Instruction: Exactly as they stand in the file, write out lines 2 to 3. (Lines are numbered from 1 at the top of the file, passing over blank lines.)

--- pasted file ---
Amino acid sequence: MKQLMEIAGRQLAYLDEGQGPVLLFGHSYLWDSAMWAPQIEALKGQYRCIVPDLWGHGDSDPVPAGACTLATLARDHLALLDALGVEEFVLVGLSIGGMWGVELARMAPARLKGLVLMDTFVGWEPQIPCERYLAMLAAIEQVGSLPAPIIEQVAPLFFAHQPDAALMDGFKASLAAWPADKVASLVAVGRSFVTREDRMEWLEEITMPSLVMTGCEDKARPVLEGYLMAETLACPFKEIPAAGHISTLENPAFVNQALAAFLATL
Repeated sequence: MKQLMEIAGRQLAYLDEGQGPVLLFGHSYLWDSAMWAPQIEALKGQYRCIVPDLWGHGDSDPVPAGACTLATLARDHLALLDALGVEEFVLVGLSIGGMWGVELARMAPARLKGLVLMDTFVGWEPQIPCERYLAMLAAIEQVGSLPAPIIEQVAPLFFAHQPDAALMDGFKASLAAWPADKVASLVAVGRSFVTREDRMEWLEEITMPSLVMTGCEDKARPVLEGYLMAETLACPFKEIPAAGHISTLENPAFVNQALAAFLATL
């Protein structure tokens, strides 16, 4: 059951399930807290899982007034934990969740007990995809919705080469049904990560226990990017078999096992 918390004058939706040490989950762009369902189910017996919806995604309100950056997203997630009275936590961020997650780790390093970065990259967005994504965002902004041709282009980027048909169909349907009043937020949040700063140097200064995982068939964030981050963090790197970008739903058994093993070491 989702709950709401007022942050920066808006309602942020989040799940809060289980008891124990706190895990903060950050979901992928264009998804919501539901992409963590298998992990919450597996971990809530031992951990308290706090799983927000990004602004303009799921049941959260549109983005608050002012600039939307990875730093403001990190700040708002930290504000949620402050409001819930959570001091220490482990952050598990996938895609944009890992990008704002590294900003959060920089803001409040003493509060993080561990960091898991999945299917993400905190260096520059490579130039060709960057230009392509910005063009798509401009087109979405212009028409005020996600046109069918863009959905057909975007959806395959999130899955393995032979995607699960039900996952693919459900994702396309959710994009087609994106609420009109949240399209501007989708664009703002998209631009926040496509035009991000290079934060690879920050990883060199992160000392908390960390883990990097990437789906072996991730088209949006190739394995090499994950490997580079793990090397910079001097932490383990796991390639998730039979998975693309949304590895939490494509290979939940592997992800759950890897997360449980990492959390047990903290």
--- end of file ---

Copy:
Repeated sequence: MKQLMEIAGRQLAYLDEGQGPVLLFGHSYLWDSAMWAPQIEALKGQYRCIVPDLWGHGDSDPVPAGACTLATLARDHLALLDALGVEEFVLVGLSIGGMWGVELARMAPARLKGLVLMDTFVGWEPQIPCERYLAMLAAIEQVGSLPAPIIEQVAPLFFAHQPDAALMDGFKASLAAWPADKVASLVAVGRSFVTREDRMEWLEEITMPSLVMTGCEDKARPVLEGYLMAETLACPFKEIPAAGHISTLENPAFVNQALAAFLATL
């Protein structure tokens, strides 16, 4: 059951399930807290899982007034934990969740007990995809919705080469049904990560226990990017078999096992 918390004058939706040490989950762009369902189910017996919806995604309100950056997203997630009275936590961020997650780790390093970065990259967005994504965002902004041709282009980027048909169909349907009043937020949040700063140097200064995982068939964030981050963090790197970008739903058994093993070491 989702709950709401007022942050920066808006309602942020989040799940809060289980008891124990706190895990903060950050979901992928264009998804919501539901992409963590298998992990919450597996971990809530031992951990308290706090799983927000990004602004303009799921049941959260549109983005608050002012600039939307990875730093403001990190700040708002930290504000949620402050409001819930959570001091220490482990952050598990996938895609944009890992990008704002590294900003959060920089803001409040003493509060993080561990960091898991999945299917993400905190260096520059490579130039060709960057230009392509910005063009798509401009087109979405212009028409005020996600046109069918863009959905057909975007959806395959999130899955393995032979995607699960039900996952693919459900994702396309959710994009087609994106609420009109949240399209501007989708664009703002998209631009926040496509035009991000290079934060690879920050990883060199992160000392908390960390883990990097990437789906072996991730088209949006190739394995090499994950490997580079793990090397910079001097932490383990796991390639998730039979998975693309949304590895939490494509290979939940592997992800759950890897997360449980990492959390047990903290």